“There are not too many of us left alive, we are getting kind of scarce now. Before the rest of us go we want to see the cup coming across that bridge, it’s as simple as that. We would be over the moon, absolutely. We have been heartbroken for so many years. It’s gone to the point where we are getting kind of desperate for the All-Ireland, well us old fellas anyway.” Guinan had recently turned 18 when they lost the ’57 final to Kilkenny. “I can’t wait,” he says of today. “Sometimes I shake when I think about it. I’d get worked up about it.”
The bruising experience of 2008, and the absence of Kilkenny, reduces a great deal of the pre-match fanfare for Waterford. The endless replays of the
track on the local radio station reflected the hysteria of the time. At one open night before 2008, Seamus Prendergast was engulfed by autograph hunters for hours and didn’t get home until after 11. Many of those were neighbours of his. They could have got those signatures at any time.
Shane Ahearne played 10 years for Waterford, and in the first five, between 1984
‘They were all small on the outside but inside they were seven feet tall’
Many were neighbours. They could have got signatures at any time
and ’88, he played five championships matches. “One match a year,” he says. “Bang. Gone.” The abandonment of the knock-out system has helped Waterford in the same way the move to Leinster has helped Galway. Ahearne was there when they sank as low as they ever sank, playing Division 3 hurling and losing to Mayo. But the 1989 season had them in the Munster final after beating Cork in a replayed semi-final, and three years after came the All-Ireland under 21 title and minor final appearance. Those were gains and signs of progress.
Paddy Joe Ryan, the current chairman of the county board, says they want to win this final “for every Waterford man, woman and child, to make them so proud of our county and to see we are right back where we belong. We want to erase all those bad memories, we want to wipe the slate clean.”
Ticket demand is crazy. Ryan expects up to 35,000 Waterford supporters in the stadium, even though their allocation was less than half that. One day last week he received 84 calls on his mobile before 8.30pm, many of those ticket-related.
Noel Lane, the three-time All-Ireland winner, says Waterford have suffered but Galway too “have had our bellyful of it”. He cites the great players on both sides, like Tony Browne, John Mullane, Ken McGrath, Ollie Canning, Eugene Cloonan, who failed to win a medal. “You have two teams trying to bridge gaps. It is going to be horrible I think for whoever loses, because the opportunity is there for them. In a county that wins an All-Ireland, particularly after a long period, say Mayo in football or Galway or Waterford in hurling, it impacts on everyone in that county, because it is part of the fabric of life.”’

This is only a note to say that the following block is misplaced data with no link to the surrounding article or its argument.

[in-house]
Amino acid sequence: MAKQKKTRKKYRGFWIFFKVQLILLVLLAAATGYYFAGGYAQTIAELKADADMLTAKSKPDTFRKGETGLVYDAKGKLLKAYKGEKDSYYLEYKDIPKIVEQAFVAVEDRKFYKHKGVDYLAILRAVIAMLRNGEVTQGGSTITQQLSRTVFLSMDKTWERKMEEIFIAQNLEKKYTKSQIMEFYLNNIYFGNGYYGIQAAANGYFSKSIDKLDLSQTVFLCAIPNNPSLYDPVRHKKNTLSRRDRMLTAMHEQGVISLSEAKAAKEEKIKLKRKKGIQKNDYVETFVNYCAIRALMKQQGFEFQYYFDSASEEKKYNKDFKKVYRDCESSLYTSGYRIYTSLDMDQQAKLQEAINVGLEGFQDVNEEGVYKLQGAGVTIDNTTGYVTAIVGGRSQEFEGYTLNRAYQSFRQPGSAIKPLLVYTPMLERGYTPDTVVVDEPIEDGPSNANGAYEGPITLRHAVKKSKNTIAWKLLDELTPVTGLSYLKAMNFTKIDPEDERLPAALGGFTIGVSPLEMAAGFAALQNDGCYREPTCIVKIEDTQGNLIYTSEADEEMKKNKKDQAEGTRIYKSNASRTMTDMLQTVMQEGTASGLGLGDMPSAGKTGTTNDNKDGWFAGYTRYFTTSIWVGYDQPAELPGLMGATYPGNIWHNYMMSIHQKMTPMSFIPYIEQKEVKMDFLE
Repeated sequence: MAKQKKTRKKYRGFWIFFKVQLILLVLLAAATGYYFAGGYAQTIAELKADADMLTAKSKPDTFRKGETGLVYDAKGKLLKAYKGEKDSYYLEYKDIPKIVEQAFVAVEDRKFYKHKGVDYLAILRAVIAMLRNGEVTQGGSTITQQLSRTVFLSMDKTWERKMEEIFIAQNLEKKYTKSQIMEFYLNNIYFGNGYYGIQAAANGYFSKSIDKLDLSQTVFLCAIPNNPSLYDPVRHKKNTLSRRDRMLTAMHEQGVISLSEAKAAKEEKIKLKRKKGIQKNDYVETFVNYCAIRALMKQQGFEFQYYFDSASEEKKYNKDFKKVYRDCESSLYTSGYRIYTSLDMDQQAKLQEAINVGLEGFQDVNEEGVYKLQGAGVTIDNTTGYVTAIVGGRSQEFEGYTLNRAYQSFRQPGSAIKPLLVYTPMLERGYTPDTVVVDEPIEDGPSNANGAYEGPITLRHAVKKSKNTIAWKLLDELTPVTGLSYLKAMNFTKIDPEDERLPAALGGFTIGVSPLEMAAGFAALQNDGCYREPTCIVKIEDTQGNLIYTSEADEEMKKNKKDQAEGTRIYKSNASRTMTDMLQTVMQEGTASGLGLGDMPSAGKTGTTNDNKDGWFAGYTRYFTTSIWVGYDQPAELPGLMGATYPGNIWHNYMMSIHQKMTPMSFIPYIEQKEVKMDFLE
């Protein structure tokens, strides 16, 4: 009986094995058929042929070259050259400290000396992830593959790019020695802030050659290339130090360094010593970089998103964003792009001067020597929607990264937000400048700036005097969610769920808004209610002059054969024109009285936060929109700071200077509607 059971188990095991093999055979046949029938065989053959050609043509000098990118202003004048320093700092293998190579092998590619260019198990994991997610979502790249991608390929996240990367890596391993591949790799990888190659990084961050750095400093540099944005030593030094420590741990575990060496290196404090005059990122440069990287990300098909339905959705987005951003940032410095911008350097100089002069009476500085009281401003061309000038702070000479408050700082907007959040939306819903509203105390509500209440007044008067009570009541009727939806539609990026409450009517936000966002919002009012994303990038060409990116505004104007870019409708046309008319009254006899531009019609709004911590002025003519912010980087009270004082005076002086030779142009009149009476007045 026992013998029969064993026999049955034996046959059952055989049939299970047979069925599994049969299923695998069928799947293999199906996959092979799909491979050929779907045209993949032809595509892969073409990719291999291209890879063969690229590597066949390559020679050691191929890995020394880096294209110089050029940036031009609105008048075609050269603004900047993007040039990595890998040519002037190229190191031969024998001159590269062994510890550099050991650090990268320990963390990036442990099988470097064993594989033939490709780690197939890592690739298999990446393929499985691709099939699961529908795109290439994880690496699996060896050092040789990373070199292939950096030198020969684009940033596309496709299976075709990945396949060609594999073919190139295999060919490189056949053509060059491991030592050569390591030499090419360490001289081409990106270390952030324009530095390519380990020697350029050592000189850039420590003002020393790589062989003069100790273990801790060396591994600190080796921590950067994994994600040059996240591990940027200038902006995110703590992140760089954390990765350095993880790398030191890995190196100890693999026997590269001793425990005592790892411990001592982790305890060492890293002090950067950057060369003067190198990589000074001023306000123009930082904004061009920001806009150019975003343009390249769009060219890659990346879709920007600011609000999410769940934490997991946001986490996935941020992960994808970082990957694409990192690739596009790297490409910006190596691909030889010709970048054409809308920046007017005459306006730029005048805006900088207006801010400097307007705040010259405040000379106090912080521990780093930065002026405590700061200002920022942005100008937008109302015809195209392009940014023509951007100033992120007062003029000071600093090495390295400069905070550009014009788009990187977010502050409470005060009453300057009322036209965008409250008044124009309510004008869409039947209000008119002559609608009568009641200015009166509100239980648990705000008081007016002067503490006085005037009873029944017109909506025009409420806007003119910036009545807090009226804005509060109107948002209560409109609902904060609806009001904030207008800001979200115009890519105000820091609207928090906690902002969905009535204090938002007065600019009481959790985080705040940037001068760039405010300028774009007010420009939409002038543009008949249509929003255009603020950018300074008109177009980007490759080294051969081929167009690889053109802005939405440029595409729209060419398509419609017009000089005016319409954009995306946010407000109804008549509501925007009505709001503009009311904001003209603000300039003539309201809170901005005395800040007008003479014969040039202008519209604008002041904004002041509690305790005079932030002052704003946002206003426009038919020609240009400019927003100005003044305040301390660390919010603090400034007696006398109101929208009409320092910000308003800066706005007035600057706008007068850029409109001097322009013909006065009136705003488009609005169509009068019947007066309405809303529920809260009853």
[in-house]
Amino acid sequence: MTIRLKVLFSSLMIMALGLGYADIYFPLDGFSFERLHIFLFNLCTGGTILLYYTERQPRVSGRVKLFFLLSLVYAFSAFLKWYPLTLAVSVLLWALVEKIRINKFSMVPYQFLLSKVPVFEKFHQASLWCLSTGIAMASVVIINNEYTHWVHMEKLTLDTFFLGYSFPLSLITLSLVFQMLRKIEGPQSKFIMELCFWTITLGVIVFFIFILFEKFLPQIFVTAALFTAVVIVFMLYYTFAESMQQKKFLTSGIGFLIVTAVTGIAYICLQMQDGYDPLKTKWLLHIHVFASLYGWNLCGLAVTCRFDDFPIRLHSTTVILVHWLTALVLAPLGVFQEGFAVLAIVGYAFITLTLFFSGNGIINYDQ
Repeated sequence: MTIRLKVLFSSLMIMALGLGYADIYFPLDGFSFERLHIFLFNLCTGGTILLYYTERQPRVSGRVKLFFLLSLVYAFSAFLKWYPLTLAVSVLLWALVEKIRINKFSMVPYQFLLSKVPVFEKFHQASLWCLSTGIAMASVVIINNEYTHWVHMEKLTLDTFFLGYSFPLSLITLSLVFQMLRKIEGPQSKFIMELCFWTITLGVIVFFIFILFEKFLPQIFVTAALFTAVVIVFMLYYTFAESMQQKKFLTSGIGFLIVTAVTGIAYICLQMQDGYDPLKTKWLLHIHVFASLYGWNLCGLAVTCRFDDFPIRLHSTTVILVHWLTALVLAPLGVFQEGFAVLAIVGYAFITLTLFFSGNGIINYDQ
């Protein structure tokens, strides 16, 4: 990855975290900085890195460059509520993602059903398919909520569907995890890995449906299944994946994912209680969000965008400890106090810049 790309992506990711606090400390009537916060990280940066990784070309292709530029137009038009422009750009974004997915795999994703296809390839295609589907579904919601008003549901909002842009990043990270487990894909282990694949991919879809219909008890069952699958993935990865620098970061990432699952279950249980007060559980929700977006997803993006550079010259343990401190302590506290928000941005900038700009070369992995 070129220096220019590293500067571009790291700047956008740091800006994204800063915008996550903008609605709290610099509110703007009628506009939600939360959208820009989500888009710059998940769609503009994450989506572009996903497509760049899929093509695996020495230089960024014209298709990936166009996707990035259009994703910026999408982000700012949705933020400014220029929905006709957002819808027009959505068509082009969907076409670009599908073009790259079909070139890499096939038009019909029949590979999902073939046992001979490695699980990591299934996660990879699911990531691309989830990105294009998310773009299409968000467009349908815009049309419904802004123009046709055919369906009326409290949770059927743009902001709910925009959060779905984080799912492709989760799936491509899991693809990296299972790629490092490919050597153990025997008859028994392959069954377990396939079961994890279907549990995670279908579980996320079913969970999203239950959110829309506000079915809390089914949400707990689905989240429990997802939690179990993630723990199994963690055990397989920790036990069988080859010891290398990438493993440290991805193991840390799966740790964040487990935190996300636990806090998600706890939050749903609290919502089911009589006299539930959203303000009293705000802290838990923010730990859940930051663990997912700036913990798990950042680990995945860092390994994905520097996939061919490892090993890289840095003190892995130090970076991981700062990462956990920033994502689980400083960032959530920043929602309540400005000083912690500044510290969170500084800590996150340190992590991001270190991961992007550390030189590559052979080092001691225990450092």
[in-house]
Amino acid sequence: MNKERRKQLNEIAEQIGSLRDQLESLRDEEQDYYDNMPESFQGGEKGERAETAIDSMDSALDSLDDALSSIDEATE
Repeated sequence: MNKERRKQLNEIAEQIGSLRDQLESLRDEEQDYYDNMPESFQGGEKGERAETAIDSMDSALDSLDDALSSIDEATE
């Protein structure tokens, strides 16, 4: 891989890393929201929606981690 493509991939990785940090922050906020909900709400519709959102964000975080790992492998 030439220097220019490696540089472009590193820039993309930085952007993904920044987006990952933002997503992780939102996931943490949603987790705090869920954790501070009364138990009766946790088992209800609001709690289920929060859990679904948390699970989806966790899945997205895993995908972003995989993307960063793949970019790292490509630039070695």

Two days after Galway drew the 2012 All-Ireland final, PJ Molloy, an All-Ireland winner in 1980 and ’87, suffered a heart attack and had to have four stents put in. Now 65, he has learned to be calm and to control his emotions on match days. “I found it very hard,” he admits, in the late 1980s and ’90s to be in the stand looking down on games we could have won.”
How does he see this build-up, with Galway fancied from an unusually long way out after winning the League? “Not over-confident. There is nobody going around saying we are going to win this by ten points. People are very respectful of what Waterford are bringing to the table. I have often seen more hype. It is calm enough. I would be quietly confident. I think this team has shown consistency, which is very important. There were years we played brilliant hurling and didn’t repeat it.”
For the neutral there is no loser today. Hurling is deeply influenced by tradition and repetition, and this is a twist in the narrative. The All-Ireland hurling final goes where no final has gone before. Come the final whistle, unless there’s a draw, it will be bedlam whichever teams wins — a sight and deafening sound to behold.
Maurice Shanahan of Waterford in action against Conor Cooney, left, and Pádraic Mannion of Galway; above: Galway figurehead Joe Canning; right: Waterford manager Derek McGrath with his selector Dan Shanahan
Darragh Fives Club: Tourin Age: 25 Height: 6’1’’ Weight: 13st C’ship debut: 2011